As the Workplace Skills Plan (WSP) and Annual Training Reports (ATR) submission deadline draws closer, employers are encouraged to make their skills development submissions as soon as possible because unlike the previous year, there will not be an automatic extension, says Skills Development and Employment Equity Specialist, Teboho Motsoane of Strata-G Labour Solutions.
“Companies that have not submitted their WSP and ATR will not receive any reimbursements or grants against levies already paid. However, reimbursements are not linked to the amount of money companies spend on training, but rather on the value of an organisation’s payroll. Furthermore, failing to meet the submission deadline could have adverse effects on a company’s Broad-Based Black Economic Empowerment (BBBEE) points, which can be claimed under the skills development element of the BBBEE scorecard,” explains Motsoane.
According to the Skills Development Levies Act, every company that pays more than R500,000 per year in salaries, must be registered with the South African Revenue Services (SARS) to pay Skills Development Levies (SDL). Failure or late payment of the SDLs may result in both interest and penalties for late or non-payment of levies.
“COVID-19 has also harmed the bottom line of a lot of companies. Entities that are already paying their skills levies can maximise their return on investment by making their skills development submissions and receiving reimbursements,” explains Motsoane.
She says companies that qualify for mandatory grants can claim up to 20% of their Skills Development Levy spend from their specific Sector Education and Training Authority (SETA). Companies can further receive an additional discretionary grant from the SETA of up to 49.5%, thus making training more affordable.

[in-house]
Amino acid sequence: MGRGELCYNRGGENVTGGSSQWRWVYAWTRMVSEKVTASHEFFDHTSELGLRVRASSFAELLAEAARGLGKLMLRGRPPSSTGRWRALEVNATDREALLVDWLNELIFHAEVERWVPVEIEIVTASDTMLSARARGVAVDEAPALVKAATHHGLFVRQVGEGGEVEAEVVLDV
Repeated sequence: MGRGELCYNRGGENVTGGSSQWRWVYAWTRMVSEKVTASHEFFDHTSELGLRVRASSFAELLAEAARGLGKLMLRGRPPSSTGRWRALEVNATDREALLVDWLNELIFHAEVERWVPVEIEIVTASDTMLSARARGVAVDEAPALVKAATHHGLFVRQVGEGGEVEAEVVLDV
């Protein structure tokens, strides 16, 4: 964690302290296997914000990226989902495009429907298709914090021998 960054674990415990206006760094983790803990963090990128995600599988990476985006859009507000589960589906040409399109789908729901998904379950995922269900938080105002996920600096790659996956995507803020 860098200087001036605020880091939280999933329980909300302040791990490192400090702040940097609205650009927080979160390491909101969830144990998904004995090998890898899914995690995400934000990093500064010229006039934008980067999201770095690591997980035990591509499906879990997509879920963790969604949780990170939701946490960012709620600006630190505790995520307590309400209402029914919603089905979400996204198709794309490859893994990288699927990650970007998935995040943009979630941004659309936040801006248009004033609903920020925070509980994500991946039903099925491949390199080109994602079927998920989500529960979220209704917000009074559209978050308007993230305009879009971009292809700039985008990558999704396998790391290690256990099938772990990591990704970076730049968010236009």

“These benefits are not only reserved for companies that administered formal education such as apprenticeships and learnership to their employees, but also include on-the-job-learning and or other informal training methods,” adds Motsoane.
But the savings do not end there. Businesses that make timeous submissions and implement learnerships may attain training budgets through substantial tax allowances and youth employment incentives.
“Any bit of knowledge and skills transference, whether it is an induction or brush up on forgotten skills and knowledge, counts as training. But very much like formal training, the employer may also leverage on informal training for reimbursements. Hence they must maintain training records, as proof of the training conducted.
Another vital component of the skills development submissions is ensuring that an organisation with more than 50 employees elects a Skills Development Training Committee (SDTC) to consult on all skills development-related programmes, as they may determine the scare and critical skills gaps of employees and the organisation. The committee is an advisory platform that also represents, communicates with and gathers feedback from employees and other stakeholders on skills development matters,” explains Motsoane.
She says, businesses may forfeit prized revenue by not following due processes and procedures as every SETA has specific submission requirements and very different uploading templates and portals.
“Every employer must train their employees as mandated by the Skills Development Act, which aims to expand the knowledge and competencies of the labour force, improve productivity, increase employment and eradicate inequality in society. But organisations that find the submission process overwhelming, to avoid losing out on reimbursements and BBBEE points, can utilise the expertise of a qualified Skills Development Facilitator to assist them to get the most out of the process,” concludes Motsoane.
The deadline for submissions of Workplace Skills Plan and Annual Training Reports falls on 30 April 2021 and employers are urged to begin the process sooner rather than later, in order to ensure compliance as well as derive the benefits!